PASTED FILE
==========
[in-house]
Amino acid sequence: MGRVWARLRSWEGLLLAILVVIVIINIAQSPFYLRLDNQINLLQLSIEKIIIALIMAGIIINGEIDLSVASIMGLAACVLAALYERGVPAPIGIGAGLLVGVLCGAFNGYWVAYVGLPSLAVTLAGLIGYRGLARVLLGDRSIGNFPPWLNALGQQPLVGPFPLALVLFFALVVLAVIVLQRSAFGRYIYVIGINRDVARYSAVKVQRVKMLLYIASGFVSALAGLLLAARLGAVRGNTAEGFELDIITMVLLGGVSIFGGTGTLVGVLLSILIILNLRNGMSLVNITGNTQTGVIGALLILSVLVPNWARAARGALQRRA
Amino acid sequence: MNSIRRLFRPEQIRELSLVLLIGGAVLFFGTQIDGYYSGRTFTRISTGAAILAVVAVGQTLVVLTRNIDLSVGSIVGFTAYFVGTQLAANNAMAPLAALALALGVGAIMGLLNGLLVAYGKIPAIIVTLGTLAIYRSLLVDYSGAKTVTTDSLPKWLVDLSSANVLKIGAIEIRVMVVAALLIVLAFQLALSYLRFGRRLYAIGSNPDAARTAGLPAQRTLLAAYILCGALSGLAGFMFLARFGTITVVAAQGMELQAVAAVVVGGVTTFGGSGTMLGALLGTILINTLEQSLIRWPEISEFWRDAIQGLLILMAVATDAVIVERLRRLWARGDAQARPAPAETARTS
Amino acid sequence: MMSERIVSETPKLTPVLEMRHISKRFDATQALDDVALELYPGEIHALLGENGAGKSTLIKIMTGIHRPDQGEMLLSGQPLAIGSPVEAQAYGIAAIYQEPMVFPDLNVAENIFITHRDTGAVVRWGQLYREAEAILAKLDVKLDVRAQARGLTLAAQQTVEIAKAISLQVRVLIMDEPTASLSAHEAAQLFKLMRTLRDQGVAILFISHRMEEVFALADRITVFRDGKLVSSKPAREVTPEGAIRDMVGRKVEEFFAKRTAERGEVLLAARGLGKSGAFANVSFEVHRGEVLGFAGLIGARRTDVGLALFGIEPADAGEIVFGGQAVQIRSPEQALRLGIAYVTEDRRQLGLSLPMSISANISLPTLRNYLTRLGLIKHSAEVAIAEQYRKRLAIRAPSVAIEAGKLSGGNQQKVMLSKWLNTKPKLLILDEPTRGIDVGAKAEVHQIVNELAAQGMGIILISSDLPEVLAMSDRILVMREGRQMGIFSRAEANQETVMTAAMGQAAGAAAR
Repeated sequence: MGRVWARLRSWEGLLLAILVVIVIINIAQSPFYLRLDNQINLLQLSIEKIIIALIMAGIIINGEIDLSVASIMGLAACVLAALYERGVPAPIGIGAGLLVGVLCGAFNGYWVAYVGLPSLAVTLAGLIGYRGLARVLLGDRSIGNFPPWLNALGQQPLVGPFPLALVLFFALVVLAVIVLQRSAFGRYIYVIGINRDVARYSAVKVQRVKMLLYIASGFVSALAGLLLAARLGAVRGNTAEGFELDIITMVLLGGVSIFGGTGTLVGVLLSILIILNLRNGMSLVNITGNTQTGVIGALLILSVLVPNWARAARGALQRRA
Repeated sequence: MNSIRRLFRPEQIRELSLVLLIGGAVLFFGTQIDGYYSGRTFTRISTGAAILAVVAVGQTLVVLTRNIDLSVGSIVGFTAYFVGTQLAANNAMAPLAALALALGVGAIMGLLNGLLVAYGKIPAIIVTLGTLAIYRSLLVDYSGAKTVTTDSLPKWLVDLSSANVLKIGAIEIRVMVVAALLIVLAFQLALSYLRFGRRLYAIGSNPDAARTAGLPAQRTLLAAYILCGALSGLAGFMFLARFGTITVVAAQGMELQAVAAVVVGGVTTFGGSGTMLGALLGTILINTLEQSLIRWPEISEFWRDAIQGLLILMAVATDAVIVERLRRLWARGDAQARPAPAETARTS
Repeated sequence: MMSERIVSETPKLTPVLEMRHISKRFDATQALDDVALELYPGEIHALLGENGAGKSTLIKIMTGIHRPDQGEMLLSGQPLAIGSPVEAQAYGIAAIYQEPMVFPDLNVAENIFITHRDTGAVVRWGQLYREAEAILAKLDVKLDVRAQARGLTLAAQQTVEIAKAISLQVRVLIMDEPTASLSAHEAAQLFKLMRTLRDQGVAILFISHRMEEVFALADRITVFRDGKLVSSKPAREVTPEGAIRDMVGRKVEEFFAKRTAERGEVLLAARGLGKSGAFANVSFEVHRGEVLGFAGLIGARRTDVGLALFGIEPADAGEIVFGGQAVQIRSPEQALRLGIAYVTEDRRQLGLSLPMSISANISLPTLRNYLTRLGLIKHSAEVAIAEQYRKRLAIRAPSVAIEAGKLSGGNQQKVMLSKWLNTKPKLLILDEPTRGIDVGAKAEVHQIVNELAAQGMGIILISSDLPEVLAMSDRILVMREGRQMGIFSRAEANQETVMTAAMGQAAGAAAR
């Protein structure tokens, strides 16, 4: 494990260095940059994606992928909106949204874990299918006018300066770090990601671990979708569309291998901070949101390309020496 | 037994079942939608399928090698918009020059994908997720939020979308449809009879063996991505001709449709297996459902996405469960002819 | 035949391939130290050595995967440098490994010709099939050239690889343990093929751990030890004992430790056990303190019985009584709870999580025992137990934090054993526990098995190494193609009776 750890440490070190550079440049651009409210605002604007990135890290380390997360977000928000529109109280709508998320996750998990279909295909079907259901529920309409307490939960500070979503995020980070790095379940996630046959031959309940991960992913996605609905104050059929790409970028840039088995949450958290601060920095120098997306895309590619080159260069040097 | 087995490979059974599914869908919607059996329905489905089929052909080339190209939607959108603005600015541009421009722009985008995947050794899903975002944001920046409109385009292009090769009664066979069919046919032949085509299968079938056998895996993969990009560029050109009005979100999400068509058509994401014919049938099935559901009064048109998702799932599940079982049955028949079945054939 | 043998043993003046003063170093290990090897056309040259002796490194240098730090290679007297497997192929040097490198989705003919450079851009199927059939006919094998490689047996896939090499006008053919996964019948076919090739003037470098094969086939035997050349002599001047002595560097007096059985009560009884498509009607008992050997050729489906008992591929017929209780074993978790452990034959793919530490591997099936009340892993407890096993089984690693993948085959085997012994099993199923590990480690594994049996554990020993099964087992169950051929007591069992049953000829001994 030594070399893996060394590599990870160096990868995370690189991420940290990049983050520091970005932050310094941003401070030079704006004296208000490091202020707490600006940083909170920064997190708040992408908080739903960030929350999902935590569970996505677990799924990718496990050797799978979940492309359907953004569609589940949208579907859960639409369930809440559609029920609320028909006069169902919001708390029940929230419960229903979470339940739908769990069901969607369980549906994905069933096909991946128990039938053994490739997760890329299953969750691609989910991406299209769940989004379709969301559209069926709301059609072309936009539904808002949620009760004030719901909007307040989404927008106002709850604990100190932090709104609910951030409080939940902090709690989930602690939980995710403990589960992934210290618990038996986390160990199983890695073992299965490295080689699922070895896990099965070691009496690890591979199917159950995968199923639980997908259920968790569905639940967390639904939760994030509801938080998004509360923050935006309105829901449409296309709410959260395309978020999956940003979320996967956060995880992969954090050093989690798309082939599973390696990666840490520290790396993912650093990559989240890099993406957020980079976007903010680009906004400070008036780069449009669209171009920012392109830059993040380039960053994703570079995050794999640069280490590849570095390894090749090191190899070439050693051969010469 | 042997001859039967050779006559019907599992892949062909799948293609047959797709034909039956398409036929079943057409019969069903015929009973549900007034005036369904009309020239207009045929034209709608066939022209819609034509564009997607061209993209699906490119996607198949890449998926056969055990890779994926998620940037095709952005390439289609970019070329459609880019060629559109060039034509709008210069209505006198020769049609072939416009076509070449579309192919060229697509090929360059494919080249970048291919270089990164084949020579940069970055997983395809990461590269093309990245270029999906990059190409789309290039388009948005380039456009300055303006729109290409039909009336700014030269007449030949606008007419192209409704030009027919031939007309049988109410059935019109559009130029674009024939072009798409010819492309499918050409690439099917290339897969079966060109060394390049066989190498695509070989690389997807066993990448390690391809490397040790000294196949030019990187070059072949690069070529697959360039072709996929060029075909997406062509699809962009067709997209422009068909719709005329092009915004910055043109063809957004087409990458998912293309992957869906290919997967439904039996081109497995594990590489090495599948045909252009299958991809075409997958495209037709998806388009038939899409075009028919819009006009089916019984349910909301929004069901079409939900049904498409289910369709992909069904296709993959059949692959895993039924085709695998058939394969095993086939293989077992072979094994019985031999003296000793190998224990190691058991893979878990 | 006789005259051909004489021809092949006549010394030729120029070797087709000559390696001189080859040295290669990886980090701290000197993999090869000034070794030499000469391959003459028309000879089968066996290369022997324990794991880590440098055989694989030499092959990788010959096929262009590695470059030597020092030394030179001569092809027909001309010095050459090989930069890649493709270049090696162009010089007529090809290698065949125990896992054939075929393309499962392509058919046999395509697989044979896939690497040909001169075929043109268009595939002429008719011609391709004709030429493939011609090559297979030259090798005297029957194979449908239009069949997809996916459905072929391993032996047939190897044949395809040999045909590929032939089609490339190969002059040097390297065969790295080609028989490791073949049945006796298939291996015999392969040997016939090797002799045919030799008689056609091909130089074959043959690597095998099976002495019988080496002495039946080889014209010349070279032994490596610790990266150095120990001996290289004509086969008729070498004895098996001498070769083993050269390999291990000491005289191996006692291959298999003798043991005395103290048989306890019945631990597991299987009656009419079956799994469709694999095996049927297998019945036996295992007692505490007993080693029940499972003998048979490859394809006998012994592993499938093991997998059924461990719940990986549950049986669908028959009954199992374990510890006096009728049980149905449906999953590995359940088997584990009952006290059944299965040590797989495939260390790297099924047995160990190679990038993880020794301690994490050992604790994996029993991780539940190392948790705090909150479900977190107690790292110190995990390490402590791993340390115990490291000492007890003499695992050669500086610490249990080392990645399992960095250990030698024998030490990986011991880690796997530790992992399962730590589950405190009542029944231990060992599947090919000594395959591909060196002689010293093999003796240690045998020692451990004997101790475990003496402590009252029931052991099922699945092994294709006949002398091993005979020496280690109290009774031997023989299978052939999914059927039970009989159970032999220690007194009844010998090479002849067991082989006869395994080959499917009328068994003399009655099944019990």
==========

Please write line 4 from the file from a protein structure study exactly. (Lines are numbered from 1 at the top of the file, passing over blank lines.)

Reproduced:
Amino acid sequence: MMSERIVSETPKLTPVLEMRHISKRFDATQALDDVALELYPGEIHALLGENGAGKSTLIKIMTGIHRPDQGEMLLSGQPLAIGSPVEAQAYGIAAIYQEPMVFPDLNVAENIFITHRDTGAVVRWGQLYREAEAILAKLDVKLDVRAQARGLTLAAQQTVEIAKAISLQVRVLIMDEPTASLSAHEAAQLFKLMRTLRDQGVAILFISHRMEEVFALADRITVFRDGKLVSSKPAREVTPEGAIRDMVGRKVEEFFAKRTAERGEVLLAARGLGKSGAFANVSFEVHRGEVLGFAGLIGARRTDVGLALFGIEPADAGEIVFGGQAVQIRSPEQALRLGIAYVTEDRRQLGLSLPMSISANISLPTLRNYLTRLGLIKHSAEVAIAEQYRKRLAIRAPSVAIEAGKLSGGNQQKVMLSKWLNTKPKLLILDEPTRGIDVGAKAEVHQIVNELAAQGMGIILISSDLPEVLAMSDRILVMREGRQMGIFSRAEANQETVMTAAMGQAAGAAAR